The Children’s Workforce Development Council (CWDC) was last week tossed onto the bonfire of the quangos, prompting fears for the training of children’s social workers.
Education secretary Michael Gove announced he was withdrawing all Department for Education funding from the skills council.
The core functions of the CWDC, which receives around £150m a year from the government, will be absorbed into the DfE by early 2012 and it will lose its status as a non-departmental public body.
Social workers and sector leaders have questioned the impact this will have on the provision of training and development programmes in children’s services across England.
Jane Haywood, chief executive of the CWDC, vowed to continue supporting the workforce as a sector skills body. The CWDC, which began life in 2005 to support the Every Child Matters programme, exists as a company in its own right.
Discussions have opened about the transfer of functions, yet it’s not clear what will happen to the CWDC’s programmes to support training and recruitment in children’s social work (see box).
Many experts are starting to question whether the DfE will be able to deliver such large scale programmes in accordance with local needs.
“How will a central government department deliver on-the-ground support and resources, the way the CWDC has?” said Helga Pile, Unison’s national officer for social work, at Community Care’s Children and Families conference.
This sentiment was echoed by Matt Dunkley, vice-president of the Association of Directors of Children’s Services, who said he was concerned that an “in-house” DfE workforce development service would not be as responsive to the needs of employers.
“The CWDC has the needs of employers at the heart of its work,” he said. “Employers can influence the training available to meet the needs of local services and inform the level of need for that training.”
Meanwhile, John Chowcat, general secretary of Aspect, warned the decision to withdraw funding from the CWDC would weaken frontline service delivery.
“The great strides made in recent years have been founded on the professional development of a full range of skills. CWDC has been critical to this development,” he said.
“This decision will hinder the close working of both the different agencies in children’s services and inhibit professional development.
“It will make the work of children’s services managers and professionals even more difficult at a time when cuts in local authority funding will raise new problems.”
However, others were more welcoming. The British Association of Social Workers described Gove’s decision as “regrettable” but the “right thing to do”.
Bridget Robb, development manager of BASW, praised the CWDC for its groundbreaking work in developing the children’s workforce.
But she added: “I’m not at all surprised that it’s losing its funding and non-departmental body status and that’s the right decision in the current climate.”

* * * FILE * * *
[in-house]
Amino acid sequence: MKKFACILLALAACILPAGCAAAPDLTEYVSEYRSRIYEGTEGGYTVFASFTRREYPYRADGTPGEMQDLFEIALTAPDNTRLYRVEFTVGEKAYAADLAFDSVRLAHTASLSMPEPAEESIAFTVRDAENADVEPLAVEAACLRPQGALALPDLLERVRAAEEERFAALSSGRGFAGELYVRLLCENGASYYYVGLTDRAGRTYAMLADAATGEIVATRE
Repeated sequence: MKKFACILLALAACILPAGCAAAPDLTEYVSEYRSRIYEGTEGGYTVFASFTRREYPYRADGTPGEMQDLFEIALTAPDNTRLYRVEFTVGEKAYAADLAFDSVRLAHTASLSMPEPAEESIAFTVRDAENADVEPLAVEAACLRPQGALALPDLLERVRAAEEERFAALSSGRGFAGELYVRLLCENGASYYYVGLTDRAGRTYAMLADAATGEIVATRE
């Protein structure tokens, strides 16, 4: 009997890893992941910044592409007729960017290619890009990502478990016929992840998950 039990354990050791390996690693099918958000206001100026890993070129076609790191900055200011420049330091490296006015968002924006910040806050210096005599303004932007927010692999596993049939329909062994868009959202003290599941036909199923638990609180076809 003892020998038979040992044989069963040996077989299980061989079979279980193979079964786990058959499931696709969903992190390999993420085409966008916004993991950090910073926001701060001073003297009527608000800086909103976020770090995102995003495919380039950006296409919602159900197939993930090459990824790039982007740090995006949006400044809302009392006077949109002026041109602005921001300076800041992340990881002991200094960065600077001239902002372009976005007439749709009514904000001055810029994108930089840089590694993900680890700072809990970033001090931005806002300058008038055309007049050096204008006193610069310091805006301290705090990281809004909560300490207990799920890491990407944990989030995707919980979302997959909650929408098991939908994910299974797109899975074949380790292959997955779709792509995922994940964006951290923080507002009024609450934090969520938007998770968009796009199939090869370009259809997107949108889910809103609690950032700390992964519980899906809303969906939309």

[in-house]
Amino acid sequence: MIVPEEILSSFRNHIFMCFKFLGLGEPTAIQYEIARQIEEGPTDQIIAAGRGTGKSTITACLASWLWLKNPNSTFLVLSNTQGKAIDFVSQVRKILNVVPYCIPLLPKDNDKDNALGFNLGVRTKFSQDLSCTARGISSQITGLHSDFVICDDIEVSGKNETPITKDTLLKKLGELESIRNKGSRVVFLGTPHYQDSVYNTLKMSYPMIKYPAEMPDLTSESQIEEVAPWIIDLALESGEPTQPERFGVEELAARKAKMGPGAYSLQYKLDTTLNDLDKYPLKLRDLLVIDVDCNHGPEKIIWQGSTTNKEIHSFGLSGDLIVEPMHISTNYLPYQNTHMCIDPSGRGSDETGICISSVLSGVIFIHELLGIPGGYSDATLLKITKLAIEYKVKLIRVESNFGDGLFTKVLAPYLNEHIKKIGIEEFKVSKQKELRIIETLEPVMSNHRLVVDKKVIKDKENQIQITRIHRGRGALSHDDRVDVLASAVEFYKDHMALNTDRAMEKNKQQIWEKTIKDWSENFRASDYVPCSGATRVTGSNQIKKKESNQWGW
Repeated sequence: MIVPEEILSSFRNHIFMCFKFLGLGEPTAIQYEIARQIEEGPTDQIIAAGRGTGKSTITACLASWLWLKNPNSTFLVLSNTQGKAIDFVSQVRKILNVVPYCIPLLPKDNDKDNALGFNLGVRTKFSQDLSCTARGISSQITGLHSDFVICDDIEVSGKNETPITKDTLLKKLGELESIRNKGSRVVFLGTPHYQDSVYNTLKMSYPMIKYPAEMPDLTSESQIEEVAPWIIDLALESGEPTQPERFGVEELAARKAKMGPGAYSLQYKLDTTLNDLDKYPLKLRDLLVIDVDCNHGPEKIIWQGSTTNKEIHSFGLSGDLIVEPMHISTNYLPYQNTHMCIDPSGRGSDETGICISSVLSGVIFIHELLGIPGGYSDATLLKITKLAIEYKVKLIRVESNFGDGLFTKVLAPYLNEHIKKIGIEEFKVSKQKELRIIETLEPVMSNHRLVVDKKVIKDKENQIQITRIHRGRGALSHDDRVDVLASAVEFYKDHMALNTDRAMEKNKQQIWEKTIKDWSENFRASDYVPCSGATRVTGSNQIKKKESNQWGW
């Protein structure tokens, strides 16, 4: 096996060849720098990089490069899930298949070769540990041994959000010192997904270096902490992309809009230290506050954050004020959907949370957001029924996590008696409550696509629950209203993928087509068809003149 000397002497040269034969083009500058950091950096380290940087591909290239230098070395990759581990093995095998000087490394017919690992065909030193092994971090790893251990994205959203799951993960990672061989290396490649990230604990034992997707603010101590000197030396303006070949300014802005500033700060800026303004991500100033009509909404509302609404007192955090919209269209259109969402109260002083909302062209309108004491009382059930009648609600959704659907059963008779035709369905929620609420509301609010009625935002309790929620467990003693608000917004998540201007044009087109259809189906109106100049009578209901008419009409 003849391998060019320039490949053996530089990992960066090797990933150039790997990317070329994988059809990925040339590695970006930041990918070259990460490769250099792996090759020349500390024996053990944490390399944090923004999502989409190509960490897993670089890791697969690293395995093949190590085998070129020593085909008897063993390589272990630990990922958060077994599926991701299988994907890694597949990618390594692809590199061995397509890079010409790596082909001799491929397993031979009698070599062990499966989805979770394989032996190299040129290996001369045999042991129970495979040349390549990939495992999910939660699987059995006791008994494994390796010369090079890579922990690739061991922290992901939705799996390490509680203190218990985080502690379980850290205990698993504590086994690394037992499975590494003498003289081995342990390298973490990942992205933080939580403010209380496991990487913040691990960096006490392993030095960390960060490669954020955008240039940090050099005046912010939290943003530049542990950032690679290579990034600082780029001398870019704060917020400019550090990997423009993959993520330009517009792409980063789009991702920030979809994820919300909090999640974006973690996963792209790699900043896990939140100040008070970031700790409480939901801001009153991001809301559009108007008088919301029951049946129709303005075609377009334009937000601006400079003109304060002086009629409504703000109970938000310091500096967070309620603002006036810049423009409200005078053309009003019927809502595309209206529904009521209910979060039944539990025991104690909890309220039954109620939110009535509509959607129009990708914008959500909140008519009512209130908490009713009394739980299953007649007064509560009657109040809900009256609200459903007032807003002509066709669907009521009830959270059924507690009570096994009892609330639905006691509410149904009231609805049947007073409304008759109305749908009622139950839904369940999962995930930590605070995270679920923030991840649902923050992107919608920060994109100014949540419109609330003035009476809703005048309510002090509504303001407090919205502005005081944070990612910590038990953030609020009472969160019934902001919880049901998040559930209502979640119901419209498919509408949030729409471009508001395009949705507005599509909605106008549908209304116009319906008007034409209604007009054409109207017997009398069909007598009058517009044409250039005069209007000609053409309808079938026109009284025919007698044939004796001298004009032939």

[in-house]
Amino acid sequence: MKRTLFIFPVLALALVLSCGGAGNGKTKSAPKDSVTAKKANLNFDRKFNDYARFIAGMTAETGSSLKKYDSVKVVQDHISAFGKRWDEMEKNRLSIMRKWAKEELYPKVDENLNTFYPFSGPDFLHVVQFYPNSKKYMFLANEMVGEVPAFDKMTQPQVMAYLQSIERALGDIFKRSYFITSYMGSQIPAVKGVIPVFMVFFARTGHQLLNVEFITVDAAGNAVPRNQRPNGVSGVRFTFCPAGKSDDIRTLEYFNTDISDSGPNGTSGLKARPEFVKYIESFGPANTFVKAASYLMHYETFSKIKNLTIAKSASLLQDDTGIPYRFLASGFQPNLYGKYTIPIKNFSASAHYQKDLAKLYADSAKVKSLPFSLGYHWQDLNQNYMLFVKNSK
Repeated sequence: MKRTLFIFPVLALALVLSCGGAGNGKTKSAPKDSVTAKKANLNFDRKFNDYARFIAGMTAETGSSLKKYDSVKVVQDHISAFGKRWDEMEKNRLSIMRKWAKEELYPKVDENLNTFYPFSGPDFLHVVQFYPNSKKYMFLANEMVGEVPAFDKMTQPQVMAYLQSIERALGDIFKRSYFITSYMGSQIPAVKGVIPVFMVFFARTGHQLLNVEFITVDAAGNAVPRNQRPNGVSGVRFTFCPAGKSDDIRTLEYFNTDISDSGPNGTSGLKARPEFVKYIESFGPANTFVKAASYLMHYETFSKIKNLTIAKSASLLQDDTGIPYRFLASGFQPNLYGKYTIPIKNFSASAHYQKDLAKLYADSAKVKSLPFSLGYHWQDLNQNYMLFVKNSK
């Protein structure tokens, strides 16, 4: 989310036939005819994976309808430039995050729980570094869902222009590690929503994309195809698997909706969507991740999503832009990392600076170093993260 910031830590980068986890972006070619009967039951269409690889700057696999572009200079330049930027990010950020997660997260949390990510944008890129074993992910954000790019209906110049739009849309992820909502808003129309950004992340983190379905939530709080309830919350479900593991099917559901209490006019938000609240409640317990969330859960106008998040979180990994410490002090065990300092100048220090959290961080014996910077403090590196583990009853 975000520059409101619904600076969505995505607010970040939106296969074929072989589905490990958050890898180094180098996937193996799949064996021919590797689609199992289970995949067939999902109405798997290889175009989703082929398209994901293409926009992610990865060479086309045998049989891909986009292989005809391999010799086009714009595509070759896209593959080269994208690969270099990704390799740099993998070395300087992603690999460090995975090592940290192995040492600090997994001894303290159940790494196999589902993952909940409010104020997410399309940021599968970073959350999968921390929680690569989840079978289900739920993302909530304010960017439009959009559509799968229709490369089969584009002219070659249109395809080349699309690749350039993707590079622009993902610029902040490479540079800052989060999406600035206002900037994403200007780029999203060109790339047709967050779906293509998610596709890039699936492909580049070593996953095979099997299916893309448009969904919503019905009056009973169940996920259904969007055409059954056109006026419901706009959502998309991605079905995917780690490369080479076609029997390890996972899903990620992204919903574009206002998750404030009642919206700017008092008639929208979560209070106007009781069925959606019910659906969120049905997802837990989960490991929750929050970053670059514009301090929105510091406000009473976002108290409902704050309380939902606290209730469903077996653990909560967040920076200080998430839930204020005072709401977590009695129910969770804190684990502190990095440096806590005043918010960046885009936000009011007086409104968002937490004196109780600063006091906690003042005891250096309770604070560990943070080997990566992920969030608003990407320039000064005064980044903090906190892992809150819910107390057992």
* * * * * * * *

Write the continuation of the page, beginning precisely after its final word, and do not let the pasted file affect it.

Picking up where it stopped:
The CWDC’s social work programmes
● Step Up to Social Work: Employment-based route to a masters qualification designed to encourage high-flying graduates to re-train as social workers.
● NQSW programme: Support framework for newly qualified social workers in children’s services. The programme is in its third year and more than 3,000 NQSWs have participated so far.
● Return to social work: A 20-day refresher course designed to encourage qualified social workers who left the profession to return to the sector.
● Peer support programmes for managers: Helping 230 managers and assistant directors from 75 local authorities and 11 national voluntary organisations find new ways to tackle challenges in recruitment and retention.
● Advanced social worker scheme: Pilot scheme giving recognition to experienced social workers who want to move up the career ladder without becoming managers.
Students and social workers at Community Care Live Children and Families have their say on the CWDC’s demise
Rebecca Harrison, health and social care student, Merton College, south London
“I think there should be an organisation to help social work students because at the moment a lot of social workers aren’t getting it right. If social workers do not have enough training more children will be at risk.”
Andrew Zborowski, social work graduate, from Croydon, south London
“The government should realise that the cost and social consequences of not investing in training for social workers will be great.”
Sue Connell, trainee social worker at Wandsworth Council, south London
“Some of my student colleagues are being funded by the CWDC and they feel very appreciative to have that support. We’re really short on social workers and this could lead to more recruitment problems.
What do you think? Join the debate on CareSpace
Keep up to date with the latest developments in social care. Sign up to our daily and weekly emails